# IB Physics – Astrophysics

Absolute magnitude
The apparent magnitude a star would have if viewed from a distance of 10 parsecs.
Apparent brightness
The received energy per second per unit area of detector.
Apparent magnitude
A relative logarithmic system classifying the brightness of stars seen from earth. An increase in apparent magnitude by 5 units implies a decrease in apparent brightness by a factor of 100.
Big Bang model
The theory according to which space, time, matter and energy were created at a singular point 13-14 billion years ago.
Binary star system
Two stars orbiting a common centre.
Cepheid variable
A star whose luminosity periodically changes due to expansions and contractions of its surface. The period of variation and the peak luminosity are related to each other.
Chandresekhar limit
The largest mass a white dwarf can have – 1.4 solar masses.
Electromagnetic radiation in the microwave region of the spectrum that fills the universe, with a black-body spectrum corresponding to about 2.7 K. The remnant of the high temperatures at the time of the Big Bang.
Critical density
The density of the universe at which the expansion of the universe continues at a slowing rate for ever, stopping after an infinite amount of time.
Dark matter
Matter that is too cold to radiate, and so cannot be seen.
Hertzsprung-Russell diagram
A plot of stars according to luminosity (vertical axis) and temperature (horizontal axis, higher temperatures on left).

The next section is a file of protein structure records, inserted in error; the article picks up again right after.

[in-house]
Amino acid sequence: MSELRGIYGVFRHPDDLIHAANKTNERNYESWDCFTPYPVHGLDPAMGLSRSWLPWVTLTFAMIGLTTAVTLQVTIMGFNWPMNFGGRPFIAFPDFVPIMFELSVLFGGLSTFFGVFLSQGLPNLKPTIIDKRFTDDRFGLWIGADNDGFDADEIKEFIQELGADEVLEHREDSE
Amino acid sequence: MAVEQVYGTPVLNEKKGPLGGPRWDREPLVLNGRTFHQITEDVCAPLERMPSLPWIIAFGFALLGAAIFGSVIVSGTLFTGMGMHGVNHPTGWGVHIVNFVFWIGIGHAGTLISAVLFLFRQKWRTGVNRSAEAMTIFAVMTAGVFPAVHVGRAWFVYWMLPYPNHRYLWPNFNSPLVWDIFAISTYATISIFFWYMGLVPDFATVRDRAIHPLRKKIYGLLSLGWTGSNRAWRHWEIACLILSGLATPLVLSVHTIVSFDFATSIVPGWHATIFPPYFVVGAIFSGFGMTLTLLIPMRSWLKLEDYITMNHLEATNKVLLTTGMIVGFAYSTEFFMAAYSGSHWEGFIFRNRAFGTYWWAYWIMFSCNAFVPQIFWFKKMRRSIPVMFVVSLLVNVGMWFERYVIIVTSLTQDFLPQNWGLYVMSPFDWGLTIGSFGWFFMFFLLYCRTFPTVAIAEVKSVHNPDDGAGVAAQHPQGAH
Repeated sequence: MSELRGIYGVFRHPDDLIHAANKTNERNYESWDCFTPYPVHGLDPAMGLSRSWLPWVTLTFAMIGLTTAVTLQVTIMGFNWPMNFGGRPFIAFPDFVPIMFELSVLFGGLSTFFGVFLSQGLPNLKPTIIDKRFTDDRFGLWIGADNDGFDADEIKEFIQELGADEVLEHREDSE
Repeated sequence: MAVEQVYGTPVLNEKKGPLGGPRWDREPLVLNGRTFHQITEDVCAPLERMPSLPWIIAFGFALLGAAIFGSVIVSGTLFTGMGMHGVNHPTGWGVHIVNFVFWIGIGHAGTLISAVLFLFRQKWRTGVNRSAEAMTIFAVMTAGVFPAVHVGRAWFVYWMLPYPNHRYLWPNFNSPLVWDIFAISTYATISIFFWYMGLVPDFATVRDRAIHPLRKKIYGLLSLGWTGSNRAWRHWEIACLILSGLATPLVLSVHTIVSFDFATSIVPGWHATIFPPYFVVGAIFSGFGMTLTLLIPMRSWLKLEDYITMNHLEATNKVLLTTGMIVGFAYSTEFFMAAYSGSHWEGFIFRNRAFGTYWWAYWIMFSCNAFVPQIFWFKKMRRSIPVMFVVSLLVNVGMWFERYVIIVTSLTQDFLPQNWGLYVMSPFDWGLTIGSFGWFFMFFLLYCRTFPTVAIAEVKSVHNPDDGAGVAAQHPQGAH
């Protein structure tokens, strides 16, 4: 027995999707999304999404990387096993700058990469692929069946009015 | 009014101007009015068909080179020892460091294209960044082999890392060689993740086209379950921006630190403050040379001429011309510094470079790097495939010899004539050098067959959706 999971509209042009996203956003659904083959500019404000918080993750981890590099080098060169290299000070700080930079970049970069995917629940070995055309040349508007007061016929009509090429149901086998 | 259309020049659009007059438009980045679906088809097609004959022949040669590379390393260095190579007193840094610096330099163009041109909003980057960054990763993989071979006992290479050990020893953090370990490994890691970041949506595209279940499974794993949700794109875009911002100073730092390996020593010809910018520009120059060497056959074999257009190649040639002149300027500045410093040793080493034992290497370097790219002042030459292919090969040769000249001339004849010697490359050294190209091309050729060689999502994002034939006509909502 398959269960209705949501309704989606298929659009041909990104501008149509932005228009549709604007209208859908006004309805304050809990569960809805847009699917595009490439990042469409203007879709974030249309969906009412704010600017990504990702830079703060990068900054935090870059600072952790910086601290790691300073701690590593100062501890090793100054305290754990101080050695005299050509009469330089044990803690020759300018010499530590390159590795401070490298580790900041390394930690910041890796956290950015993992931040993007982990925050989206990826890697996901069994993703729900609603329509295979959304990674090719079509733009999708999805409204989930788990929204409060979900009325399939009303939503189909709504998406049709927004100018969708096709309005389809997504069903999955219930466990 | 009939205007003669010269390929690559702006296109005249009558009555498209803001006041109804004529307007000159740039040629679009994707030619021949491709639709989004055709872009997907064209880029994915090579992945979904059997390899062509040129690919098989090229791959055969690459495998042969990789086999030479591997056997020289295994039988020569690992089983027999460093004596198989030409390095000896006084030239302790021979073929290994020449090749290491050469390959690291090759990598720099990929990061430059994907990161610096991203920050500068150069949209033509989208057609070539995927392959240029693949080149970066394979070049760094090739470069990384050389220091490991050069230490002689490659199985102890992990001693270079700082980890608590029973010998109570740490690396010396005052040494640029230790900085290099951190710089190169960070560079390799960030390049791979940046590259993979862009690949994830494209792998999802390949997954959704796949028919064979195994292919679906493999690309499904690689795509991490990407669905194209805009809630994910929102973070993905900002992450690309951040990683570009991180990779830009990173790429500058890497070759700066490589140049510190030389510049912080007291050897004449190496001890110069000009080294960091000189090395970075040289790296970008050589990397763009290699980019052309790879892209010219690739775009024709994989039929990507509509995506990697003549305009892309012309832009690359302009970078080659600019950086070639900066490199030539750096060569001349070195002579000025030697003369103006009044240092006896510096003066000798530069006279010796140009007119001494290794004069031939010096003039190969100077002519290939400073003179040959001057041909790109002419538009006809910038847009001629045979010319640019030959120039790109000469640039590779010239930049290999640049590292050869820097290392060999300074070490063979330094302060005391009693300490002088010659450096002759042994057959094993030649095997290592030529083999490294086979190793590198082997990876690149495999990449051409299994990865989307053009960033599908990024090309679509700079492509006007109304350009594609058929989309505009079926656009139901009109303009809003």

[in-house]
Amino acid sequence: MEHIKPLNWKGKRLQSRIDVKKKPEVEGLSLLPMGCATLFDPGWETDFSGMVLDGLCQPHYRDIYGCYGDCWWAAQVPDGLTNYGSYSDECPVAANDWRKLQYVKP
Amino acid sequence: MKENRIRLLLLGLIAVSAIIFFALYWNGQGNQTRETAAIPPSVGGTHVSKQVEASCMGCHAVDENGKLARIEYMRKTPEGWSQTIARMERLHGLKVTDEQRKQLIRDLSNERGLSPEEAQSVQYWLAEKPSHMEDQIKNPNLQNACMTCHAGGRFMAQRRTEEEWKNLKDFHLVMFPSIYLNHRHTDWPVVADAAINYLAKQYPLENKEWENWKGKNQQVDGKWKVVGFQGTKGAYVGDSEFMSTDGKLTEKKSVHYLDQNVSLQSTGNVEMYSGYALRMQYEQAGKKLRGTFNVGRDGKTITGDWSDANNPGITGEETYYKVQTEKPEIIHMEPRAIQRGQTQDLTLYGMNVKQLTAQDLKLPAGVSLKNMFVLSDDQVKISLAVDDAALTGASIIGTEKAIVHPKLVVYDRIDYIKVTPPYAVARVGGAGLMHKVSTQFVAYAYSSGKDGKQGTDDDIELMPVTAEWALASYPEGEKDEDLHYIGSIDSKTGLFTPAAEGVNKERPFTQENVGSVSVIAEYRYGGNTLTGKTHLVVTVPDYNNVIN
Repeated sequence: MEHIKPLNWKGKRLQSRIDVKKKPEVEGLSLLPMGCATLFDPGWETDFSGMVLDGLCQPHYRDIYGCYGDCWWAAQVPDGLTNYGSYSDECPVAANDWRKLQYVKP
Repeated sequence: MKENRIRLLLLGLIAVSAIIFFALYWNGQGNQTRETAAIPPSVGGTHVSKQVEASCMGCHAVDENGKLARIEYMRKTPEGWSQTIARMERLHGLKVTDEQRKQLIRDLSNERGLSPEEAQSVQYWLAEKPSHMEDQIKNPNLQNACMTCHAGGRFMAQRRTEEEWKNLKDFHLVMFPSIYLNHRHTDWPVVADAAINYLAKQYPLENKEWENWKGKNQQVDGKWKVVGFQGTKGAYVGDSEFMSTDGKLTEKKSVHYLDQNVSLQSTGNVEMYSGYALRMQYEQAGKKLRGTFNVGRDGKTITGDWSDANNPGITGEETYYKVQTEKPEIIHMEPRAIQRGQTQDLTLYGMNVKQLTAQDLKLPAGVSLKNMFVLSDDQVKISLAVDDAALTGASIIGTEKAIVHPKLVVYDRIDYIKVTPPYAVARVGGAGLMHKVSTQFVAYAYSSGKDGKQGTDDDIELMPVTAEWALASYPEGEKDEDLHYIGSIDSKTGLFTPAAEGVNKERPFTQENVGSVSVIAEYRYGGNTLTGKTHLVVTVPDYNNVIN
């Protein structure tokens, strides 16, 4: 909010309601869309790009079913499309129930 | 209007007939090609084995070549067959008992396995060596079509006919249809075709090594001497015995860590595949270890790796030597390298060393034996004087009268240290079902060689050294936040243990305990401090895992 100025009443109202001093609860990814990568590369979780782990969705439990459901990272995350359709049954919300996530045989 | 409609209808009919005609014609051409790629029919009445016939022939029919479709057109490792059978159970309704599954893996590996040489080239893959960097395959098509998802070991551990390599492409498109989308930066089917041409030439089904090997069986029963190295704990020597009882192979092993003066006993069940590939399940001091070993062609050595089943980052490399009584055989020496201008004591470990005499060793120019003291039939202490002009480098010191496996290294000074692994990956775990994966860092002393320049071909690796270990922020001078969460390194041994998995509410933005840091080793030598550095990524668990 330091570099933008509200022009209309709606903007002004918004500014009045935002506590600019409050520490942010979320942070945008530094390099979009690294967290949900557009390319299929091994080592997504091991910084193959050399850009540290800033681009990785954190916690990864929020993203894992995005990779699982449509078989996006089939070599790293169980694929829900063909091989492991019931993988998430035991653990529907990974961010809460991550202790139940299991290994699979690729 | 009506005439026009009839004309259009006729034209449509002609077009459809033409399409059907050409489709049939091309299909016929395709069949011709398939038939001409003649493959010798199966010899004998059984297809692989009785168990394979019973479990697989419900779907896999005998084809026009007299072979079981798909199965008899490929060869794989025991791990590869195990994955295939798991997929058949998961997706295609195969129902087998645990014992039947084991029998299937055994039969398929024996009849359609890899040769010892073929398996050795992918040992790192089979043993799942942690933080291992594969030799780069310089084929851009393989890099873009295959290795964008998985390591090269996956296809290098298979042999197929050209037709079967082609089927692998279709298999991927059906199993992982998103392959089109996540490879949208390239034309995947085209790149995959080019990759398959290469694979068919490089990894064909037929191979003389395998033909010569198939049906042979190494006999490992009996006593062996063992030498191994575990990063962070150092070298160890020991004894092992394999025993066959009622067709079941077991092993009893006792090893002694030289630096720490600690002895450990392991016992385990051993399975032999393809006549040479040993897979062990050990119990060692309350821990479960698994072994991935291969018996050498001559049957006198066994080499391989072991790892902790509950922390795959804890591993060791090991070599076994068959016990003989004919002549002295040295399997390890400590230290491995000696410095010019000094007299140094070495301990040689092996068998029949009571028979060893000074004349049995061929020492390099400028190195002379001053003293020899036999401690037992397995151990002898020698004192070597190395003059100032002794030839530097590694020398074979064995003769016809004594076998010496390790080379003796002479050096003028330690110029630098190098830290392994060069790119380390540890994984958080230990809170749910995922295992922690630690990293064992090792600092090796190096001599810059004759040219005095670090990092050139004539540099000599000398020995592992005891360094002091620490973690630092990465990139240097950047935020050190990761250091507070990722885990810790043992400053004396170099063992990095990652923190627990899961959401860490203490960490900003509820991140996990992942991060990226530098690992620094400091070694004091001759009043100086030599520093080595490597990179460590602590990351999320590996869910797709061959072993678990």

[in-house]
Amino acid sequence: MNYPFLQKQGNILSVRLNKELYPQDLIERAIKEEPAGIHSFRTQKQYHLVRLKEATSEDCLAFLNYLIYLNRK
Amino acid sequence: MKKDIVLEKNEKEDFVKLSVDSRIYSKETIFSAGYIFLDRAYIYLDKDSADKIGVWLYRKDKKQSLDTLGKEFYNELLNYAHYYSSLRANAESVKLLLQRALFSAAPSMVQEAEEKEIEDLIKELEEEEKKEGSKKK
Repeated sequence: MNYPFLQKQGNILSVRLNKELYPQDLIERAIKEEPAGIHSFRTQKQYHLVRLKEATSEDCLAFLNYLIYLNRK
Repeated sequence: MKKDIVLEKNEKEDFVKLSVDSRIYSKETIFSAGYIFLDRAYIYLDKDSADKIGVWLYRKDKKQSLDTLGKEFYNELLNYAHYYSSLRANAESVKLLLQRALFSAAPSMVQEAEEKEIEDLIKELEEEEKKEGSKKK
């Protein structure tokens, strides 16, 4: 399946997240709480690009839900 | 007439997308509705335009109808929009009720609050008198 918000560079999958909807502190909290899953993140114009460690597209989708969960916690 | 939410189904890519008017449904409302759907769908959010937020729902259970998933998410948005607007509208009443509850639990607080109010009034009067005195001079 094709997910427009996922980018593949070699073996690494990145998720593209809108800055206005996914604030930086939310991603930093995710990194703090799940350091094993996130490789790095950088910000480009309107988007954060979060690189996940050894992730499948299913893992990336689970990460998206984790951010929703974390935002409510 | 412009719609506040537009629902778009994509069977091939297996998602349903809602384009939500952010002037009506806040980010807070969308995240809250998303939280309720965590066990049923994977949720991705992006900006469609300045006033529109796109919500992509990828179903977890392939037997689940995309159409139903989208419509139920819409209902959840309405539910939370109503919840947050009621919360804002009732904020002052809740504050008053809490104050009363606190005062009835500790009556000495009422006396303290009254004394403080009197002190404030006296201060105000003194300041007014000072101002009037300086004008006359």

Hubble constant
The slope of a graph of galaxy speed versus distance.
Hubble time
The inverse of the Hubble constant – giving an estimate for the age of the universe.
Hubble’s law
v = Hd
Galaxies are moving away from us with a speed which is proportional to their distance away from us.
Luminosity
The amount of energy radiated by a star per second, dependent on the surface temperature and the surface area of the star.
Magnitude-distance relation
m – M = 5log(d/10)
m is apparent magnitude, M is absolute magnitude and d is distance in parsecs.
Main sequence
Stars undergoing fusion of hydrogen to helium.
Mass-luminosity relation
L ∝ M^n
n is a number between 3 and 4.
Neutron star
A collapsed star composed almost entirely of neutrons whose degeneracy pressure balances the inward pressure due to gravity.
If there were an infinite number of stars in the universe and they lived forever, the night sky would be infinitely bright.
Oppenheimer-Volkoff limit
The largest mass a neutron star can have – 3-4 solar masses.
Parallax method
A method of measuring the distance to nearby stars (up to a few hundred parsecs) relying on the fact that a nearby star viewed from two different positions appears displaced relative to the background of distant stars.
Planetary nebula
The ejection of mass from an exploding red giant.
Pulsar
A rotating neutron star emitting radio waves.
Spectral class
A classification of stars according to surface temperature and colour.
Spectroscopic parallax
A method for determining distance to a main sequence star, using the Wien displacement law to determine surface temperature from the star’s spectrum, the Hertzsprung-Russell diagram to determine luminosity and apparent brightness measurements to determine distance.
Stellar evolution
(it’s complicated – learn it)
Supernova
The ejection of mass from an exploding supergiant star.
White dwarf
The final stage in the life cycle of a small star, where degeneracy pressure from electrons balances the inward pressure of gravity.
Wien displacement law
λ₀T = 2.90 × 10³ Km … λ₀ is the wavelength at which most energy from the star is emitted and T is the surface temperature.
Categories: Astrophysics